Potpot in Santa suit: A new take on selling hot pandesal
By Joyce Ann L. Rocamora
MANILA (Philippines News Agency) — When you meet him at the break of dawn, you’d surely mistake him as some ranking executive off to close a business deal in Makati, donning a two-suit ensemble and a matching tie. His first agenda for the day: vend hot pandesal (bread of salt) on a bicycle.
Alven Balasabas or Mayor Alven as the morning risers call him has been an icon in every nook and cranny of Barangay Greater Lagro where he sells hundreds of pandesal daily calling their attention with a horn, a trademark that gave Filipino ambulant bread vendors the onomatopoeic name “potpot” because of the recognizable tooting sound as their bicycles passed by.
In an interview, Alven told the Philippine News Agency that this only started as a temporary gimmick to attract more customers until he grew used to it and his collection expanded.
“Para sa akin iba talaga ang naka-postura kasi malinis tingnan. Nakakatuwa minsan kasi nakakabenta talaga nang mas marami tapos kapag lumalabas ako natatawag pa ako na attorney, minsan naman seaman (For me, it really makes a difference when you’re dressed up because you look neat. It’s rewarding for me because I actually sell fast and sometimes someone would call me attorney or a seaman),” he said.
“Kapag Pasko naman minsan nagdi-disensyo pa ako. Para sa akin maganda kasi nakakapag-bigay ka ng saya sa mga customers mo, ‘pag matuwa sila, matuwa rin ako (When it’s Christmastime, I sometimes design my own clothes. I feel good about it because it gives reason for customers to smile, when they’re happy, I’m elated too).”
Cyril Christian Salas, one of his suki or patron, has been buying bread from Alven for at least a year now and even if his pandesal is sized the same with other stores he prefers the suit and tie guy’s rolls more. For him, he finds Alven’s strategy unique and at the same time “inspiring”.
“Malambot ‘yong pandesal niya tapos nakakatuwa pa siyang tingnan dahil nakangiti parati at naka-complete uniform. Ang bansag nga sa kanya mayor kasi naka-suit and tie siya lagi lalo na pag-Christmas (The bread he sells is always soft and he also wears his best smile while in his uniform. We even call him here mayor because he’s always in suit and tie),” he said.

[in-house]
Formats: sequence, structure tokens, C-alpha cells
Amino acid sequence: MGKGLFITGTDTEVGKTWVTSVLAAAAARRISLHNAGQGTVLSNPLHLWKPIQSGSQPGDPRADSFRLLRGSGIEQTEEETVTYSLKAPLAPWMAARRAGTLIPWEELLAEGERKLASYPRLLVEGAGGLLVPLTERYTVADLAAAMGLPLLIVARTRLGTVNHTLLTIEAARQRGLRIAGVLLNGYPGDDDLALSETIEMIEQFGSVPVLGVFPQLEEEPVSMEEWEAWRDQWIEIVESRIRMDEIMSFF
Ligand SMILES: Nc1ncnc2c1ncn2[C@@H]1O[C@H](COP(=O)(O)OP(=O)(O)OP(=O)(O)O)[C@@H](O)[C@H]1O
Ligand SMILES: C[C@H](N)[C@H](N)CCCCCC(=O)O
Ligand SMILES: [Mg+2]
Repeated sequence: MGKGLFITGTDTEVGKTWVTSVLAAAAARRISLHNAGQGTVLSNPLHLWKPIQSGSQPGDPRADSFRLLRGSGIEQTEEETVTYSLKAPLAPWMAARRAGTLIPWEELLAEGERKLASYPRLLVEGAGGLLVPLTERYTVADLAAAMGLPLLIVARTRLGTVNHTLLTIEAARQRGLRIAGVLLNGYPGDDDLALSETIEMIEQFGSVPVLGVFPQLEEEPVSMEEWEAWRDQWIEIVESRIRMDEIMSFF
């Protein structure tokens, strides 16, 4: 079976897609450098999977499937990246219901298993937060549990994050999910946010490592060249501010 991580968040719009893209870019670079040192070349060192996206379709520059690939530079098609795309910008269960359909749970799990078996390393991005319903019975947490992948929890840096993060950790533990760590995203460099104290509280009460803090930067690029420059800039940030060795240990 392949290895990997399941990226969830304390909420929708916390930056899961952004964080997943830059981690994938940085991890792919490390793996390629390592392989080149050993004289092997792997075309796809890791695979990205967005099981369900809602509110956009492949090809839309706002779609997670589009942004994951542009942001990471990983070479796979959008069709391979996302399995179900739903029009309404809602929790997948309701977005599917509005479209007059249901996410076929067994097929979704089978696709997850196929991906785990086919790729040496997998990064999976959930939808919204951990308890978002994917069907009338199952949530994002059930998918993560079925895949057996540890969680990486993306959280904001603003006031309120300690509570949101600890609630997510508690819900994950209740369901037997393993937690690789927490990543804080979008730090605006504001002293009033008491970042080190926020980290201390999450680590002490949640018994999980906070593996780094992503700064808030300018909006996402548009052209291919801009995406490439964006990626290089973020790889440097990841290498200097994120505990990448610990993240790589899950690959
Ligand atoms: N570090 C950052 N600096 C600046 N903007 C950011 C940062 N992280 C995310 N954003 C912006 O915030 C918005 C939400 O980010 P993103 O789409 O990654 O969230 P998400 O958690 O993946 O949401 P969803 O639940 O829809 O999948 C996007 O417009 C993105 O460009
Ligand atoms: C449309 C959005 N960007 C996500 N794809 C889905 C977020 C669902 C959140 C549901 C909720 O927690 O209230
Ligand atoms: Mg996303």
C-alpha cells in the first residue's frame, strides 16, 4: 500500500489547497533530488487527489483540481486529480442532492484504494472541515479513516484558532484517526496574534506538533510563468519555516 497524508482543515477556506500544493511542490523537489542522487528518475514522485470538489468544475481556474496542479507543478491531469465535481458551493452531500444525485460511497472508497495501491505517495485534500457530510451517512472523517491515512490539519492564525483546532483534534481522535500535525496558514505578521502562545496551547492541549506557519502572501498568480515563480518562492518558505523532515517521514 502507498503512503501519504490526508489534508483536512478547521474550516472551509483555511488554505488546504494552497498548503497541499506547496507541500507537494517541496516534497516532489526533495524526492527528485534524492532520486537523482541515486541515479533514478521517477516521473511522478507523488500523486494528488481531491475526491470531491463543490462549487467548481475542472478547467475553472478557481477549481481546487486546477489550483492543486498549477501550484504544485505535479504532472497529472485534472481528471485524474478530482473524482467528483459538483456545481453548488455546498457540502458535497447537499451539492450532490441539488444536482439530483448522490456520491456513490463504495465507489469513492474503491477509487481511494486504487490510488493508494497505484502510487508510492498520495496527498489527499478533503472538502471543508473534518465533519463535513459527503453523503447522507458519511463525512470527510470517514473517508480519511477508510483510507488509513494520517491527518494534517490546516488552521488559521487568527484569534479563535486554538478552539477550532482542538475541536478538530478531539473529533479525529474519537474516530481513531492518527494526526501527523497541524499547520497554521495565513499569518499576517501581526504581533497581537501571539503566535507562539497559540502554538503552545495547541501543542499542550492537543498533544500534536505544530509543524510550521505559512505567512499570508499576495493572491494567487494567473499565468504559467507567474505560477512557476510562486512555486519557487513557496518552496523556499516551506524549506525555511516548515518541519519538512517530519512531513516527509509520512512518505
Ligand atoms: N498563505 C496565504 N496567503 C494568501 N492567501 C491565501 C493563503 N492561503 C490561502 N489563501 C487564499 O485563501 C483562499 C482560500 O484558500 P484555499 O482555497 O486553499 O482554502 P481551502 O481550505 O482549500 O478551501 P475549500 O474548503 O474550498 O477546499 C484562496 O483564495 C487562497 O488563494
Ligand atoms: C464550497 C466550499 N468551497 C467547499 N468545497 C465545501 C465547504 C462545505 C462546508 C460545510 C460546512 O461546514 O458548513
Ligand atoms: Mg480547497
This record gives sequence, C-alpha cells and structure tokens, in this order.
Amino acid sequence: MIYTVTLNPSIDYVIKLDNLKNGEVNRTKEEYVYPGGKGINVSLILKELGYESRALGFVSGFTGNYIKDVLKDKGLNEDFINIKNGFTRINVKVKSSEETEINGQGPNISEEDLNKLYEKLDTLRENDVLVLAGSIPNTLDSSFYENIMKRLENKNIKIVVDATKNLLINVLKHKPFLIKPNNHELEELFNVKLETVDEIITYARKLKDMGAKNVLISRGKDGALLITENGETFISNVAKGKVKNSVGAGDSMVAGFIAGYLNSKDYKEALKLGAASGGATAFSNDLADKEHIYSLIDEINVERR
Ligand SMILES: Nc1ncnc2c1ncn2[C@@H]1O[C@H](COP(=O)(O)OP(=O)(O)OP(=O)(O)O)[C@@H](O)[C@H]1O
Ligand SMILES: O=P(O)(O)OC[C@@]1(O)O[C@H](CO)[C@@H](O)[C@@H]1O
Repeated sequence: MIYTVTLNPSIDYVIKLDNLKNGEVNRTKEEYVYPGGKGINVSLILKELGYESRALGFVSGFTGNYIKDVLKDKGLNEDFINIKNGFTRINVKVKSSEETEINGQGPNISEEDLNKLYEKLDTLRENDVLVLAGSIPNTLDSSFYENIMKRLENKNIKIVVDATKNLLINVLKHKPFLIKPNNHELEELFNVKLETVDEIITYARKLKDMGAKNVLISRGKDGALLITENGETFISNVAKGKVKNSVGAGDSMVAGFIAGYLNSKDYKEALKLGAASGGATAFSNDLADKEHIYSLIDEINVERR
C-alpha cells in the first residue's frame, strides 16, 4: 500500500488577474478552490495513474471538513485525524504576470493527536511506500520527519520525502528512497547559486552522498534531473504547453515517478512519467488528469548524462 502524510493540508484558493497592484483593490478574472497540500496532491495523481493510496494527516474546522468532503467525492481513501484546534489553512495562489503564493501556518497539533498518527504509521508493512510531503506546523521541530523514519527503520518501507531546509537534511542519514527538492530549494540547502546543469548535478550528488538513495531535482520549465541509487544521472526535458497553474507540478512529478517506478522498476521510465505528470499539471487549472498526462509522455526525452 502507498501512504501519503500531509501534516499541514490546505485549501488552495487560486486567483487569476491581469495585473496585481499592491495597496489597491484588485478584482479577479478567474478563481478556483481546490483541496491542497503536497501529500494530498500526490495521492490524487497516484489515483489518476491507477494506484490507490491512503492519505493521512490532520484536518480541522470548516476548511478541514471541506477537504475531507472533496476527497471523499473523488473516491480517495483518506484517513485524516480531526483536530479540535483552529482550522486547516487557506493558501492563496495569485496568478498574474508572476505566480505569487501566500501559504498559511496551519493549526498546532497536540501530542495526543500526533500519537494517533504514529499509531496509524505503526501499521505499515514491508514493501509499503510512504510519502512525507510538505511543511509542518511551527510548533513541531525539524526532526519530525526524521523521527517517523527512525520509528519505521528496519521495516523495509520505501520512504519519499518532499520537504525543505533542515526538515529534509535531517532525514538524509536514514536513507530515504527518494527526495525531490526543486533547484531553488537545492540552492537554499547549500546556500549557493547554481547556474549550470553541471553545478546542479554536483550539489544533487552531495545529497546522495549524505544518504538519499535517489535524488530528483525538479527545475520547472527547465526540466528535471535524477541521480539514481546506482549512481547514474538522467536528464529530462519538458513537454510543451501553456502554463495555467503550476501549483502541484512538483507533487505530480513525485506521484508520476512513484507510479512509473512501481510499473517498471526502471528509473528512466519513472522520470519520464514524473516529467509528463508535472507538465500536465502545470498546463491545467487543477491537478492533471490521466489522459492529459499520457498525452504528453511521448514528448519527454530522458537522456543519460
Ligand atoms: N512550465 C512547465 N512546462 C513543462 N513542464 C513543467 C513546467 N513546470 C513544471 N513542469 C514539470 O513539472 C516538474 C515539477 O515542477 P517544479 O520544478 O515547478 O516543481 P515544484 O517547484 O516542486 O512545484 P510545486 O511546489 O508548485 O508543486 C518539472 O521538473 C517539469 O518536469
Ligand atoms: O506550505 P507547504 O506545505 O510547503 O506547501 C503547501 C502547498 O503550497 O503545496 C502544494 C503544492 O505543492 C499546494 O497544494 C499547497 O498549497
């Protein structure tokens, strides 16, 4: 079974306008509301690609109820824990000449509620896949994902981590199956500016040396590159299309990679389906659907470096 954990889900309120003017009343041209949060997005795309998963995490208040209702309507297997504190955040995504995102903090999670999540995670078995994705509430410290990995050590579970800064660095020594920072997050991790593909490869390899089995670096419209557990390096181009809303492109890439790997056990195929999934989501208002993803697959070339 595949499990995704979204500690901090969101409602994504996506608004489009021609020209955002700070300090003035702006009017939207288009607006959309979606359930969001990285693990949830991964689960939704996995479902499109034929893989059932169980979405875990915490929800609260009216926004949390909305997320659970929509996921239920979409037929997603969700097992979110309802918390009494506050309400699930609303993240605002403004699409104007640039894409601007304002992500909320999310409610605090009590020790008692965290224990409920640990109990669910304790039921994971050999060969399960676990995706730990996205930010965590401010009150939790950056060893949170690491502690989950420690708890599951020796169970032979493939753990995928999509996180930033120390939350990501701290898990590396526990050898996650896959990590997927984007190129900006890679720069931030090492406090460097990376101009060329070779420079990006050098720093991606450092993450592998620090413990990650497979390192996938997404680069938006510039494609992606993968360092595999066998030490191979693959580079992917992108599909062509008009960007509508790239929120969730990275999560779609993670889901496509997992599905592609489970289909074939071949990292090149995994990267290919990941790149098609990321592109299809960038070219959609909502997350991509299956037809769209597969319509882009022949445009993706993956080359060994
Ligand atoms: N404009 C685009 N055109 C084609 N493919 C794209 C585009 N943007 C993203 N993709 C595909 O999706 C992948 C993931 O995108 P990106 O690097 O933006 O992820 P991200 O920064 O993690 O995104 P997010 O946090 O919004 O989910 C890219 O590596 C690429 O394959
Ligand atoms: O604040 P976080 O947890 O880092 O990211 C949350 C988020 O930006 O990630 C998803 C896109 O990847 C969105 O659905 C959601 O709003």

Salas said he appreciates Alven more when the Ber months are in since his garb gets more colorful and in tune with the holiday season.
“Naka-Santa hat po siya lagi tapos makulay ang suot niyang coat and tie. Sana ipagpatuloy niya dahil marami siyang nabibigyan ng inspirasyon (When Christmas season comes, he always pulls off a Santa hat in formal attire. I hope that he continues this because there are really some who are inspired by him),” he added.
The same goes for Dave Dulay, whose house is along Alven’s route every morning in Greater Lagro.
“Natutuwa kami kasi mukhang gusto niyang magpasaya. Parang wala siyang problema sa buhay. Kahit sa simpleng pananamit niya napapasaya niya kami (Him being there is good because he seemed sincere in wanting to make someone smile. He’s like someone who doesn’t have a problem in life. His simple way of dressing up really brings joy to some),” he said.
‘Brushing off negativities’
Alven first came to Manila in 2008 to help his family in Masbate by working as a bakery assistant at the store of couple Iris and Florenio Bajande.
“Napakabait na bata, masunurin kasi kung anong sasabihin mo sumusunod siya. Pag natuto na siya ng isang bagay tinatandaan niya, kadalasan ini-improve pa niya (He’s obedient and a good kid. When he learns something he really applies it well and even improves it),” Florenio said.
“Sa taon na pagsu-suot niya niyan, napakita niya na kahit nagtitinda ng pandesal puwedeng naka-barong o naka-amerikana rin, na hindi lang siya para sa mga empleyado na magaganda ang trabaho (In the years he’s wearing those formal clothes when he goes out, he’s proven that dressing up formally is not only meant for employees in the office),” he added.
The first time Alven pedaled his way out of the bakery in formal attire, Bajande said he himself was surprised and found it unconventional. It was also during those first few years that Alven received negative remarks for selling bread in barong or americana, the bakery owner narrated on his behalf.
“Ako nagulat ako noon, siyempre magugulat ka first time mo, may naglalako ng pandesal naka-amerikana. May mga negative at positive comment ang mamimili pero sa katagalan dumami na ang positibo. Sila na mismo ang nagbibigay sa kanya ng damit. Kami naman sinusuportahan namin siya dahil marangal naman ang ginagawa niya (Personally, I was surprised back then, of course, you’ll be shocked because it’s your first time seeing a pandesal vendor in americana suit. There were negative comments but as time passed by he got more positive ones. For us we just support him),” he shared.
While he’s gotten some toxic comments throughout the years for dressing uncommonly selling bread on the streets, Alven said he just brushed them off and continued his routine with head held high.
“Nasasabihan ako noon, ‘O saan ka ibuburol’ mga ganoon. Mayroon talagang mga ganon, hindi maganda pero ako ayos lang, hindi ko na pinapansin, basta marangal ang trabaho ko (One time I was asked ‘Where’s the funeral wake?’ There are persons like them, it’s not nice to hear but I just let it pass, so long as my job is not harming anyone),” Alven shared.
At 33, Alven dreams to be a future lawyer and someday put on his dozens of suits and ties defending someone inside a court.
“Gusto kong maging abugado, kaso wala na po akong plano mag-aral kasi tumutulong na po ako sa mga magulang ko pero kung magkaroon ng oras at pera iyon ang iniisip ko (I want to be a lawyer. I don’t have the plan to pursue study anymore because I’m helping my parents but if I got time and money that’s what I’ve been wanting),” he said. (PNA)